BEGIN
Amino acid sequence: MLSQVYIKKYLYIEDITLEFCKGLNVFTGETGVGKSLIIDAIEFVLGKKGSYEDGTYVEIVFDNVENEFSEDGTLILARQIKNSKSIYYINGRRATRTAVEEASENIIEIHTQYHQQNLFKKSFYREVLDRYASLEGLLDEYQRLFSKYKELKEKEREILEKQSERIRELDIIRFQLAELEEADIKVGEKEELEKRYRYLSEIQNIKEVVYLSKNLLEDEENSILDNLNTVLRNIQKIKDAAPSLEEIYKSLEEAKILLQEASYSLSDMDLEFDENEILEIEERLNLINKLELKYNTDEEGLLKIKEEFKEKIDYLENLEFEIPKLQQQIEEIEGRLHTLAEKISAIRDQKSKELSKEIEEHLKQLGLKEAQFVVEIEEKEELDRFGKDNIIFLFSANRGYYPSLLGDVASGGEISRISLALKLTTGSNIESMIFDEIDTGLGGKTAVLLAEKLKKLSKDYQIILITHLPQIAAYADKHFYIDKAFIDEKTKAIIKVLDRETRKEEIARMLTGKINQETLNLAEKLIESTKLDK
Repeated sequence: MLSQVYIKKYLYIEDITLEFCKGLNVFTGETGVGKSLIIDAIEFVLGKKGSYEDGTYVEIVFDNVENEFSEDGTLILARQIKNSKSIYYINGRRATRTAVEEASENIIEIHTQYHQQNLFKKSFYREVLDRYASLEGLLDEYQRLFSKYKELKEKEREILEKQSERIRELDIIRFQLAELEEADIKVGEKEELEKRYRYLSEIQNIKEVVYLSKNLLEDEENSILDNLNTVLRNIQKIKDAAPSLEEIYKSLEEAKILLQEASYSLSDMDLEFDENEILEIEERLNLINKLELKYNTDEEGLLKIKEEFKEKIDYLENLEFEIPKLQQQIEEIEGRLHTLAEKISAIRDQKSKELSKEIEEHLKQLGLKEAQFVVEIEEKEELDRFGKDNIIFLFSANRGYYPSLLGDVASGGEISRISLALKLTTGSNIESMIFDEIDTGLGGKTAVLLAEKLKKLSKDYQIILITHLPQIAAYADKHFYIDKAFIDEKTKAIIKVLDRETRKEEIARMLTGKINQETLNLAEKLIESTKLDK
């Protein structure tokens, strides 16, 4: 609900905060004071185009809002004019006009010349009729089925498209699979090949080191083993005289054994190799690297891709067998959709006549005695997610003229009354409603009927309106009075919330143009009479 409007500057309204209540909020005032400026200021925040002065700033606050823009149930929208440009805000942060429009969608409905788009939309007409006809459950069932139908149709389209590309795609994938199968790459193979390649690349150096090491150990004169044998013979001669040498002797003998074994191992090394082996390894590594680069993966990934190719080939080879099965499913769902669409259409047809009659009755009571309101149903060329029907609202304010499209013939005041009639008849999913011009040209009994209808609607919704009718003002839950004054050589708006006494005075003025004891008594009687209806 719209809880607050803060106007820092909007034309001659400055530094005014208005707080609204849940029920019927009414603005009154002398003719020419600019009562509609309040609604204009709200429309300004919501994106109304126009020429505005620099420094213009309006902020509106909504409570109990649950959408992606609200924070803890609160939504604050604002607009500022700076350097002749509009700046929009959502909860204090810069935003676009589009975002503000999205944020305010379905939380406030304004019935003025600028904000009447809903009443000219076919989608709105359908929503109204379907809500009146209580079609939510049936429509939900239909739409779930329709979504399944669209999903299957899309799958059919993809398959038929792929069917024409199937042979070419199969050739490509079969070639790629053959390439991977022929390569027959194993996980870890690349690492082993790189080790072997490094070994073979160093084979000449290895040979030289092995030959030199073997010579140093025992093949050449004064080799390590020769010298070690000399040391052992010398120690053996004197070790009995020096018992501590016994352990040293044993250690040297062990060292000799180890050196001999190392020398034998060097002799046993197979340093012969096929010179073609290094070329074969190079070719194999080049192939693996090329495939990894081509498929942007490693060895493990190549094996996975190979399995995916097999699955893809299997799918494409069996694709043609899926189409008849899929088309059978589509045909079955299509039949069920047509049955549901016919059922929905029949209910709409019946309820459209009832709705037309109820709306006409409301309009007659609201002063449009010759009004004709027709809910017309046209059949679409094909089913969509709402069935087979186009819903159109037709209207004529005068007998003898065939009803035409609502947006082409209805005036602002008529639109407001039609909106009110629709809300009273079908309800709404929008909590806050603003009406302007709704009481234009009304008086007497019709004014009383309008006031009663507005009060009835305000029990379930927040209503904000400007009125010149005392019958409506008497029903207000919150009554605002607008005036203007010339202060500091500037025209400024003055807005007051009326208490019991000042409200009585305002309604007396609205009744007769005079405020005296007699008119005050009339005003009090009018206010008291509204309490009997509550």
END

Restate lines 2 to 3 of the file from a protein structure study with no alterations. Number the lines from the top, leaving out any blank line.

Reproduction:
Repeated sequence: MLSQVYIKKYLYIEDITLEFCKGLNVFTGETGVGKSLIIDAIEFVLGKKGSYEDGTYVEIVFDNVENEFSEDGTLILARQIKNSKSIYYINGRRATRTAVEEASENIIEIHTQYHQQNLFKKSFYREVLDRYASLEGLLDEYQRLFSKYKELKEKEREILEKQSERIRELDIIRFQLAELEEADIKVGEKEELEKRYRYLSEIQNIKEVVYLSKNLLEDEENSILDNLNTVLRNIQKIKDAAPSLEEIYKSLEEAKILLQEASYSLSDMDLEFDENEILEIEERLNLINKLELKYNTDEEGLLKIKEEFKEKIDYLENLEFEIPKLQQQIEEIEGRLHTLAEKISAIRDQKSKELSKEIEEHLKQLGLKEAQFVVEIEEKEELDRFGKDNIIFLFSANRGYYPSLLGDVASGGEISRISLALKLTTGSNIESMIFDEIDTGLGGKTAVLLAEKLKKLSKDYQIILITHLPQIAAYADKHFYIDKAFIDEKTKAIIKVLDRETRKEEIARMLTGKINQETLNLAEKLIESTKLDK
């Protein structure tokens, strides 16, 4: 609900905060004071185009809002004019006009010349009729089925498209699979090949080191083993005289054994190799690297891709067998959709006549005695997610003229009354409603009927309106009075919330143009009479 409007500057309204209540909020005032400026200021925040002065700033606050823009149930929208440009805000942060429009969608409905788009939309007409006809459950069932139908149709389209590309795609994938199968790459193979390649690349150096090491150990004169044998013979001669040498002797003998074994191992090394082996390894590594680069993966990934190719080939080879099965499913769902669409259409047809009659009755009571309101149903060329029907609202304010499209013939005041009639008849999913011009040209009994209808609607919704009718003002839950004054050589708006006494005075003025004891008594009687209806 719209809880607050803060106007820092909007034309001659400055530094005014208005707080609204849940029920019927009414603005009154002398003719020419600019009562509609309040609604204009709200429309300004919501994106109304126009020429505005620099420094213009309006902020509106909504409570109990649950959408992606609200924070803890609160939504604050604002607009500022700076350097002749509009700046929009959502909860204090810069935003676009589009975002503000999205944020305010379905939380406030304004019935003025600028904000009447809903009443000219076919989608709105359908929503109204379907809500009146209580079609939510049936429509939900239909739409779930329709979504399944669209999903299957899309799958059919993809398959038929792929069917024409199937042979070419199969050739490509079969070639790629053959390439991977022929390569027959194993996980870890690349690492082993790189080790072997490094070994073979160093084979000449290895040979030289092995030959030199073997010579140093025992093949050449004064080799390590020769010298070690000399040391052992010398120690053996004197070790009995020096018992501590016994352990040293044993250690040297062990060292000799180890050196001999190392020398034998060097002799046993197979340093012969096929010179073609290094070329074969190079070719194999080049192939693996090329495939990894081509498929942007490693060895493990190549094996996975190979399995995916097999699955893809299997799918494409069996694709043609899926189409008849899929088309059978589509045909079955299509039949069920047509049955549901016919059922929905029949209910709409019946309820459209009832709705037309109820709306006409409301309009007659609201002063449009010759009004004709027709809910017309046209059949679409094909089913969509709402069935087979186009819903159109037709209207004529005068007998003898065939009803035409609502947006082409209805005036602002008529639109407001039609909106009110629709809300009273079908309800709404929008909590806050603003009406302007709704009481234009009304008086007497019709004014009383309008006031009663507005009060009835305000029990379930927040209503904000400007009125010149005392019958409506008497029903207000919150009554605002607008005036203007010339202060500091500037025209400024003055807005007051009326208490019991000042409200009585305002309604007396609205009744007769005079405020005296007699008119005050009339005003009090009018206010008291509204309490009997509550």